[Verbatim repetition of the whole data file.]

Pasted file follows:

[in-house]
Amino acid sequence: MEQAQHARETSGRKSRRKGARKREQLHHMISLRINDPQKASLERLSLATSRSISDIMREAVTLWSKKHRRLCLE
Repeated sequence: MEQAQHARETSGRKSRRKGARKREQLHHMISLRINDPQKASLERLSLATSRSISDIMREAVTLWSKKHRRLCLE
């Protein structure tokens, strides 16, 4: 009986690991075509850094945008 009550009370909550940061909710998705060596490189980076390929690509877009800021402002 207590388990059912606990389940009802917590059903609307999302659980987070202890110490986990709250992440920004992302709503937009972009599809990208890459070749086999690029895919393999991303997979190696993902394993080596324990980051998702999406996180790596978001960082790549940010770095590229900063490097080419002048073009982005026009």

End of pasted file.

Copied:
[in-house]
Amino acid sequence: MEQAQHARETSGRKSRRKGARKREQLHHMISLRINDPQKASLERLSLATSRSISDIMREAVTLWSKKHRRLCLE
Repeated sequence: MEQAQHARETSGRKSRRKGARKREQLHHMISLRINDPQKASLERLSLATSRSISDIMREAVTLWSKKHRRLCLE
């Protein structure tokens, strides 16, 4: 009986690991075509850094945008 009550009370909550940061909710998705060596490189980076390929690509877009800021402002 207590388990059912606990389940009802917590059903609307999302659980987070202890110490986990709250992440920004992302709503937009972009599809990208890459070749086999690029895919393999991303997979190696993902394993080596324990980051998702999406996180790596978001960082790549940010770095590229900063490097080419002048073009982005026009």